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Home: Perl Programming Help: Intermediate:
Password protection without .htaccess

 



fishfork
Novice

Aug 8, 2000, 1:40 PM

Post #1 of 3 (354 views)
Password protection without .htaccess Can't Post

Hi
I need to write an online system that works a bit like Yahoo! e-mail and I'm having trouble with password protection.

I need something fairly secure (like .htaccess) but with a form interface.

The only way I can think of doing this is protecting the site with .htaccess then using a setuid script to fetch out pages for authorised users (authorisation using a cookie).

There must be a better way???
How do Yahoo! do it?
(I'm interested in the concept rather than code).


Kanji
User

Aug 8, 2000, 4:10 PM

Post #2 of 3 (354 views)
Re: Password protection without .htaccess [In reply to] Can't Post

I'm not sure why you think a setuid script will gain you anything (usually you want to give CGIs and the like as few permissions as possible), but see the Password Protection of TPA's CGI/Perl guide for various implementations along this theme.

On a higher level, you would want something like the following pseudo code on every page you want protected ...

<BLOCKQUOTE><font size="1" face="Arial,Helvetica,sans serif">code:</font><HR>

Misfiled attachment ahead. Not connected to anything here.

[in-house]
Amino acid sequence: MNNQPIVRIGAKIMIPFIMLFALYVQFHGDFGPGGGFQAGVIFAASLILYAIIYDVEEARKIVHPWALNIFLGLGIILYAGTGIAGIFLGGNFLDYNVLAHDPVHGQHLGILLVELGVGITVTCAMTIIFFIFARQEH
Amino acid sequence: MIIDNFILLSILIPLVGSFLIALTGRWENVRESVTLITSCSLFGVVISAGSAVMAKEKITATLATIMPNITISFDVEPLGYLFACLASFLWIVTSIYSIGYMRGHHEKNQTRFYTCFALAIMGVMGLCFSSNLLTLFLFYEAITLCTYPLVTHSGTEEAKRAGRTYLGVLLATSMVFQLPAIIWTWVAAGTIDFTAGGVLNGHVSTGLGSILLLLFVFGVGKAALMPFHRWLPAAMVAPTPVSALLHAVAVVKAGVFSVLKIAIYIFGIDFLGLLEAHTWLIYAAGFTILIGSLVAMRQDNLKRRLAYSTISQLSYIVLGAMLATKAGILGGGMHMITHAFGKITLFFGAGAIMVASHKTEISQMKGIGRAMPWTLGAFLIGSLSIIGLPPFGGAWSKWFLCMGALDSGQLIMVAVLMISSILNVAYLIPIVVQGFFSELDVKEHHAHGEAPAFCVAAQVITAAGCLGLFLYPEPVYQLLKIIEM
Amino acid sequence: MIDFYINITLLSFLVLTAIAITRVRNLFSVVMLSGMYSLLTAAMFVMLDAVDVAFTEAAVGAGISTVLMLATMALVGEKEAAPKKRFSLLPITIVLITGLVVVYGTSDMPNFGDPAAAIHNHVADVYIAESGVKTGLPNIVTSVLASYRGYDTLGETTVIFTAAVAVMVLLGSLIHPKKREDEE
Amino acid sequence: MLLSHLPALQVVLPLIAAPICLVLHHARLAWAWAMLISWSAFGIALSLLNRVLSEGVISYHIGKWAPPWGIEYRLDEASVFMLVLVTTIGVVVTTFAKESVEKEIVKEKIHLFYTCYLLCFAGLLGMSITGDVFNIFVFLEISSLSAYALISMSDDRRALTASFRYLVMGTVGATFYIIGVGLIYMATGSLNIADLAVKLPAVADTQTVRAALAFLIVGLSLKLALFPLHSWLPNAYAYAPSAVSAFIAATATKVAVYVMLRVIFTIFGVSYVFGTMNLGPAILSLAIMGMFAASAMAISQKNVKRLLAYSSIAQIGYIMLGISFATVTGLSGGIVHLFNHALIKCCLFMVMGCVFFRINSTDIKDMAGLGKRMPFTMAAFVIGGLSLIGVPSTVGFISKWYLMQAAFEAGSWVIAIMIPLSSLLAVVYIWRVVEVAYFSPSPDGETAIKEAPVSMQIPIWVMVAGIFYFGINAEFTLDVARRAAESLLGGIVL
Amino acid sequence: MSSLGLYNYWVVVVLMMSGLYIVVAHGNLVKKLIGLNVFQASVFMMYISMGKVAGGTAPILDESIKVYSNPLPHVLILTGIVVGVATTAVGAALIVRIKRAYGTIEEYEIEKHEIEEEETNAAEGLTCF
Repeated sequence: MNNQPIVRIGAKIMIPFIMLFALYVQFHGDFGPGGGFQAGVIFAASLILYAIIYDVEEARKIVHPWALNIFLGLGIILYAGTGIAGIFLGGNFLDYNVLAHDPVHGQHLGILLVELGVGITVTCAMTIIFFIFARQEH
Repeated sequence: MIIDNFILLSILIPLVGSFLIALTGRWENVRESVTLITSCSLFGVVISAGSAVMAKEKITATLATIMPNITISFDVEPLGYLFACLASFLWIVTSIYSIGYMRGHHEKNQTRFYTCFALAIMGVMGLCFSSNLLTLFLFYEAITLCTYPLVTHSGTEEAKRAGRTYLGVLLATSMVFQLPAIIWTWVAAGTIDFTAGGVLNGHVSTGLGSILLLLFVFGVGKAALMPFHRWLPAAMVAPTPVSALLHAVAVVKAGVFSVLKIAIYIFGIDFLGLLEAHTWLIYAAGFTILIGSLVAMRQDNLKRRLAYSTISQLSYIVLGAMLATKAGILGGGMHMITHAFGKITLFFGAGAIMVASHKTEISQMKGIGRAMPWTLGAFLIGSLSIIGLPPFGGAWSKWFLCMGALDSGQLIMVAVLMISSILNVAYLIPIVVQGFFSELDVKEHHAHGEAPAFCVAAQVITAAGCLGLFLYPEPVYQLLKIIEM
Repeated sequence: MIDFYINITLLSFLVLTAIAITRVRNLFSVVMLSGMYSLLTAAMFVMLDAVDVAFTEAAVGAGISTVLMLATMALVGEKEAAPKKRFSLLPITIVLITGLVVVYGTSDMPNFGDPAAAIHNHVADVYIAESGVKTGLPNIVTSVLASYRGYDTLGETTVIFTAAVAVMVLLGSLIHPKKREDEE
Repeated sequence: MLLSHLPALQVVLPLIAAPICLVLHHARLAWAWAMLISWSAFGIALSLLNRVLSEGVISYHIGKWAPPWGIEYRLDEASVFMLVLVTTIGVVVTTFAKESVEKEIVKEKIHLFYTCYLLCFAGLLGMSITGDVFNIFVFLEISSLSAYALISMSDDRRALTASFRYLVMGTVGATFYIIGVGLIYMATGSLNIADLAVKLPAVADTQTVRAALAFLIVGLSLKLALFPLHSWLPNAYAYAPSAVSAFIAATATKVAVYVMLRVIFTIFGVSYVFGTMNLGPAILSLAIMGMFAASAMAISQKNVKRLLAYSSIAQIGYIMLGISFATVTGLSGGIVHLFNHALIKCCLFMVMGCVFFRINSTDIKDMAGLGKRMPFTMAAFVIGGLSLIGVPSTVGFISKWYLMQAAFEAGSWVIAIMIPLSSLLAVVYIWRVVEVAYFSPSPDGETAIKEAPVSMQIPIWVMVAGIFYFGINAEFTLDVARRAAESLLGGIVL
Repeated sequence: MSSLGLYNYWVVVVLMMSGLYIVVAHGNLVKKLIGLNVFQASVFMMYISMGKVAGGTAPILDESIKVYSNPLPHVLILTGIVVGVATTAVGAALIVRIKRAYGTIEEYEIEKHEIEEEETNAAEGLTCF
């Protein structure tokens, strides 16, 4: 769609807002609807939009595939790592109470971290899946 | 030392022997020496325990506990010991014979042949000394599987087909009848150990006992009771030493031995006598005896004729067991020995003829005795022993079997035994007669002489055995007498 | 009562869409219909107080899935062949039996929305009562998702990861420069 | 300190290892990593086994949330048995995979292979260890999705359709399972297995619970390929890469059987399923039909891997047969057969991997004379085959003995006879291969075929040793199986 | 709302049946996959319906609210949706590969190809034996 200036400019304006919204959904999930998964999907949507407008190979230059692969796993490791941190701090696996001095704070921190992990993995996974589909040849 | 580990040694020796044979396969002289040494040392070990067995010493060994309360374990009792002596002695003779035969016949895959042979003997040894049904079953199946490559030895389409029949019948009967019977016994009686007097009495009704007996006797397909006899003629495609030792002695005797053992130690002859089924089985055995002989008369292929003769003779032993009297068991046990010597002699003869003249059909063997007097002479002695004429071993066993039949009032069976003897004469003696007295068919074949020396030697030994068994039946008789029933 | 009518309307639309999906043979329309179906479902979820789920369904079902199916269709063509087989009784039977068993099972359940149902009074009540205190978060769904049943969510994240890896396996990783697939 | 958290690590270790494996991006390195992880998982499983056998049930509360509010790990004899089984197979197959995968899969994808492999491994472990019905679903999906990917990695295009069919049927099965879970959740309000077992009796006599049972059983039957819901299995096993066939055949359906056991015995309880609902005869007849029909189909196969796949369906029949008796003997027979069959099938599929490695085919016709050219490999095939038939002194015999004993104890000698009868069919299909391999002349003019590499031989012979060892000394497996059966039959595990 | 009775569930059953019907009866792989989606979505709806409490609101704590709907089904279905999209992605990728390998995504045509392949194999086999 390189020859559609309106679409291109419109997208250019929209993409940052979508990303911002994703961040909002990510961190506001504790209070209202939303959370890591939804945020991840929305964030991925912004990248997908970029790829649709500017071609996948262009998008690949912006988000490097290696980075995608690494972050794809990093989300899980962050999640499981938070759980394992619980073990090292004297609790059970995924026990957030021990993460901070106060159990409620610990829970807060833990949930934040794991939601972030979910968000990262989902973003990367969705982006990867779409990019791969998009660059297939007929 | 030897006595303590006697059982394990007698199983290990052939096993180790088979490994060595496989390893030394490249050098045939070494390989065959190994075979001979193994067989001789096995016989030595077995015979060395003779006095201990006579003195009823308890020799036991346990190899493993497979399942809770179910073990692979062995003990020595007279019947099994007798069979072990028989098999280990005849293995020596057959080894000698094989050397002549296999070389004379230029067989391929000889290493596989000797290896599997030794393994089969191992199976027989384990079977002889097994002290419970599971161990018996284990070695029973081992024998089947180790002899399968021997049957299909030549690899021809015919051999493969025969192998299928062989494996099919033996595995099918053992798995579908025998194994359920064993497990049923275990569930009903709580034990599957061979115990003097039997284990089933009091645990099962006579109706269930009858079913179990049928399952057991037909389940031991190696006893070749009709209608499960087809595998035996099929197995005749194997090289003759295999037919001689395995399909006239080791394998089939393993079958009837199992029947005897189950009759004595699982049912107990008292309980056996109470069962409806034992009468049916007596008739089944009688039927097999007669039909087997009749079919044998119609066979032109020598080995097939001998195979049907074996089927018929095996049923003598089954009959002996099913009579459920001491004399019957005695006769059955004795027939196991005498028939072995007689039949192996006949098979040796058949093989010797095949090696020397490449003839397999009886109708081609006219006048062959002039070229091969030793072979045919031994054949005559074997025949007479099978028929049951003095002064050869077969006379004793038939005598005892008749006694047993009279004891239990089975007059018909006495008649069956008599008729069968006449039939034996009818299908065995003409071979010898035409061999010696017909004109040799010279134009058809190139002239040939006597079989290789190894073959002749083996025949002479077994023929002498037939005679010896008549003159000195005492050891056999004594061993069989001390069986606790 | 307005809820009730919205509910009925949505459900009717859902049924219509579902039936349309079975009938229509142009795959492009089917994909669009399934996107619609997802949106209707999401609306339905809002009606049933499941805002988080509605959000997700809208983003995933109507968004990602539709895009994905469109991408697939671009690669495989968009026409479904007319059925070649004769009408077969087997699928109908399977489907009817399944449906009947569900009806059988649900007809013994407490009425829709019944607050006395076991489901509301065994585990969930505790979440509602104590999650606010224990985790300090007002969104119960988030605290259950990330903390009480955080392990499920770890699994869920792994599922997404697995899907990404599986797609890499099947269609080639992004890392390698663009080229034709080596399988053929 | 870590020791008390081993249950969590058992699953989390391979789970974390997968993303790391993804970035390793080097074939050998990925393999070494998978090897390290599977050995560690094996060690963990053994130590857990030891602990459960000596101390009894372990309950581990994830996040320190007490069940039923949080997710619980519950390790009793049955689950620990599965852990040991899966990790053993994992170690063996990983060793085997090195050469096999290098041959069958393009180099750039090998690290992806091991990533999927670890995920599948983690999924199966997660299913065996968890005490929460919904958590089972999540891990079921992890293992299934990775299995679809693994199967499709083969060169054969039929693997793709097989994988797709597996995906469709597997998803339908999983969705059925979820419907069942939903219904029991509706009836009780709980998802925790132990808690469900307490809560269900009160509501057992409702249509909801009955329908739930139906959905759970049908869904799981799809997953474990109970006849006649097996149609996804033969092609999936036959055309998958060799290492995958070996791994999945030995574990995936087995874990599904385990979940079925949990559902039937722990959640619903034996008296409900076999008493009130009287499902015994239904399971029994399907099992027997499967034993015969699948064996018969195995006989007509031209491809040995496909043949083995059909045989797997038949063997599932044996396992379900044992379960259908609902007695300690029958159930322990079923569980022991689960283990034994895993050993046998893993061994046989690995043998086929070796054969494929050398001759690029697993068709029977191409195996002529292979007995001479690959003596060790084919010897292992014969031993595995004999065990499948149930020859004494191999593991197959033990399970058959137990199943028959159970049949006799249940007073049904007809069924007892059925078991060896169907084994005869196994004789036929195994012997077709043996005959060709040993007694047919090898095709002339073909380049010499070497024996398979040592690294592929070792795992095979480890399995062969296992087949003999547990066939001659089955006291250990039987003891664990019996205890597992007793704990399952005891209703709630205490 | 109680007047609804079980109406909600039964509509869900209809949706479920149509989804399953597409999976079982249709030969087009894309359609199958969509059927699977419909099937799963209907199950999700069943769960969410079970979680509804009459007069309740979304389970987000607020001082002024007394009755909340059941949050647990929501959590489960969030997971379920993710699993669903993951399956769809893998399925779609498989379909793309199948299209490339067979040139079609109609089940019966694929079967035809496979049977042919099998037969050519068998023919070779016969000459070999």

if has auth_cookie
and auth_cookie is valid
show page
else
set url = current url


CHECK PASSWORD {
set password = prompt user


if password is not valid
repeat CHECK PASSWORD
else
continue
endif
}


set auth_cookie = valid


redirect to $url
endif</pre><HR></BLOCKQUOTE>


fishfork
Novice

Aug 9, 2000, 3:24 AM

Post #3 of 3 (354 views)
Re: Password protection without .htaccess [In reply to] Can't Post

I've solved my own problem. (Having searched for 'password' in these forums and read about every result).

CGI scripts completely ignore .htaccess hence the following scheme is possible.

Protect the data directory using .htaccess. Only you know the password so it is secure.
chmod the directory to 777.

Now write a CGI script that will open and read files in the protected directory, the files it will read depends on the user.
You have to be very careful to use absolute paths and to check input for unix meta characters, and .. to avoid hackers, but as the script is running as the nobody user (not setuid as I originally thought) it is inherently safer.

A Yahoo! mail style login can set a cookie to maintain state, and if necessary a session file can be created for the user.

Great.

 
 


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